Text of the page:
As mentioned in the previous sub-section, there are two connection points for the ship: midships and aft. Considering that most ports have jetties for loading/unloading, the midship connection is more flexible when considering significant variation in ship sizes, as it remains in the same position. On the other hand, the aft connection requires more flexibility from the system as due to the midship connection, the location will vary with the size of the ship; see also the leftmost image in Fig. 1. Considering the impact of the ATEX zone (EU 2014), the aft ship connection is outside of that and could be a more standard connection. Midships an ATEX-compliant connection for the power is required, which, to the knowledge of the authors, is not yet available for multiple 6.6 kV connections. This research will assume that such a connection is technically feasible as several compliant ideas and concepts can be generated, e.g. a connection in an inert gas box.
Shipside energy system
The liquid bulk sector comprises several vessels and sizes. Furthermore, besides diesel generators, also boilers are used onboard liquid bulk carriers. The steam generated by the boilers is used both to heat the cargo and to drive the cargo pumps (Clarkson 2021; UNCTAD 2021). In Table 2 an overview is presented of these key qualities for different subsectors of the liquid bulk industry. The extensive range and size differences are clear. As terminals tend to differentiate primarily by cargo, but not by the size of ships they receive (Rotterdam 2020). For instance, a storage terminal may receive a large vessel unloading its cargo, but this could later be picked up by much smaller shorter-range vessels for delivery to customers.
Especially for the larger vessels (see Table 2), the use of boilers can be recognized by the low installed power to deadweight (DWT) ratio, especially with oil tankers. This will be impacting the effectiveness of shore power. A mid-life conversion to electrical boilers is not economic; besides, there are no electrical boilers of that size available. This would make large oil and gas tankers not the most likely candidates to lead the shore power transition. It would require new boiler developments and a slow transition by installing them in newly built ships. On the other hand, although the impact per call of these large vessels is high, these vessels sail long-distance contracts, and their total time spent in port is relatively low. Furthermore, the smaller number of vessels further strengthens this when compared to the number of ships for the shorter ranges. This could indicate that focussing on the smaller ships could reduce port emissions more than focussing on the larger vessels and will be investigated further in the case study.
The shipside system consists of a connection, a cable from the connection to the engine room, a transformer to convert the 6.6 kV to the onboard voltage and a breaker. Although, not an additional system, the current does need to be synchronised between ship and shore (both at the connection and disconnection) to prevent any blackouts (Innes and Monios 2018; Sciberras et al. 2015). As these systems are required independent of the connection type, their costs will be assessed in this study, but not the impact on space or other factors such as energy loss due to running a longer cable to the midship connection.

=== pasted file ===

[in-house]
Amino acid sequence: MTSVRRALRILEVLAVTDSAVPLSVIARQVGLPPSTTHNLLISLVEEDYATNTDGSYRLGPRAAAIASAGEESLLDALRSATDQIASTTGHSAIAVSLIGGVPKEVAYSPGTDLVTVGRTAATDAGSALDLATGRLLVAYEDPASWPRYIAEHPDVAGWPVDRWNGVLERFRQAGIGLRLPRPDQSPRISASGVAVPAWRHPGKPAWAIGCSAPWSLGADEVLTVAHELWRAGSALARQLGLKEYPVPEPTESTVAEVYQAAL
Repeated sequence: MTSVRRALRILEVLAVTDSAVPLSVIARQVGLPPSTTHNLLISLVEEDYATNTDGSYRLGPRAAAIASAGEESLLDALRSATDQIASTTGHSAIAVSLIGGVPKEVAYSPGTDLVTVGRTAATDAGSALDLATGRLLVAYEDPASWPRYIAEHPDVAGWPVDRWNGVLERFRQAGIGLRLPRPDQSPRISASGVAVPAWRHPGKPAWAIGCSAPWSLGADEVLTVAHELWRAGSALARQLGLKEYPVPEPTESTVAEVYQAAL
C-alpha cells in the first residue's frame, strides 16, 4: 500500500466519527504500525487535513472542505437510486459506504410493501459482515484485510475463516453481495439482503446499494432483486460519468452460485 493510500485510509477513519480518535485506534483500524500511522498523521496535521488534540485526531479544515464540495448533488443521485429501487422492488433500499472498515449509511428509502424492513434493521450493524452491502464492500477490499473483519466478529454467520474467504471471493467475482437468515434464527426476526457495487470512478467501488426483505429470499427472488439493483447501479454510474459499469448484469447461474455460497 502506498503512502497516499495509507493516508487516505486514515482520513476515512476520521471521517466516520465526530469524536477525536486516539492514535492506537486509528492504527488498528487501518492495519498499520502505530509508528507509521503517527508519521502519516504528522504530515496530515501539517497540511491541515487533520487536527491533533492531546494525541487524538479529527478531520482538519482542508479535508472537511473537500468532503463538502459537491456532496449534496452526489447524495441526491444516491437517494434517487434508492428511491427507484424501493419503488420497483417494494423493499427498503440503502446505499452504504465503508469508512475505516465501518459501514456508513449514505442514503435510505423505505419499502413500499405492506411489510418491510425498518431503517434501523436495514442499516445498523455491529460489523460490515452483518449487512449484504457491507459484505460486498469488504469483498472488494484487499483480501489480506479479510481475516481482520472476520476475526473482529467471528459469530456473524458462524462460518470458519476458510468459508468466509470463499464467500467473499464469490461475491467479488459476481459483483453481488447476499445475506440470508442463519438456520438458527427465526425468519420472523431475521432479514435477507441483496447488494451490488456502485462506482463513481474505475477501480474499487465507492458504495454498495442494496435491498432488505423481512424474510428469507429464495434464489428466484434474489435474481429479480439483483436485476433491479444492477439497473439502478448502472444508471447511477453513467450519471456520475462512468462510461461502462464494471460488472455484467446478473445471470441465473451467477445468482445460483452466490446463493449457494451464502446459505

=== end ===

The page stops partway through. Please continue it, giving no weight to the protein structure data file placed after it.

To better understand the needs for the shore power system, the demand from the shipside is further investigated. First of all, it is essential to realise that the power demand from the ship is not constant.
Figure 2, the average load compared to the installed electrical power is presented for a Suezmax tanker. The relatively low values can be explained by the fact that, in general, one more diesel generator set is installed than necessary from the operational profile. This is done both for safety and to allow one generator to be maintained while operating the vessel. In the case of the Suezmax, three generators are installed where two are needed. From the specific case in Fig. 2, the processes of tank heating, tank cleaning, unloading, loading, and harbour could be supported by shore power. However, this can only be supported as long as the ship is berthed and not every cargo requires tank heating.
Based on the discussion in the previous sub-sections, the key choice in a shore power system is the connection point and system. However, as demonstrated, the adaptations required for this could vary with both terminal designs and calling vessel particulars. Also, the presence of boilers could impact the achievable reduction for the more significant ship types. Finally, preference for a midship or aft located connection differs also depending on the view. A shipowner would prefer aft as it reduces his investment but potentially increases that of the terminal. Vice versa, the terminal would prefer midships to reduce its investment, but this increases the costs for the shipowner. On both sides, a sufficient number of installations is required to keep the costs manageable, so enough ports provide shore power and enough vessels ask for shore power.
To the authors’ knowledge, no research addressing this dilemma has been published so far. Hence, this research aims to establish the impact of such choice both for owner and terminal and identify the most likely group of ships to start the shore power implementation. The remainder of this paper discusses the methodology in “Onshore power supply” section and the case study results in “Methodology” section; finally, it draws some conclusions in “Case study” section.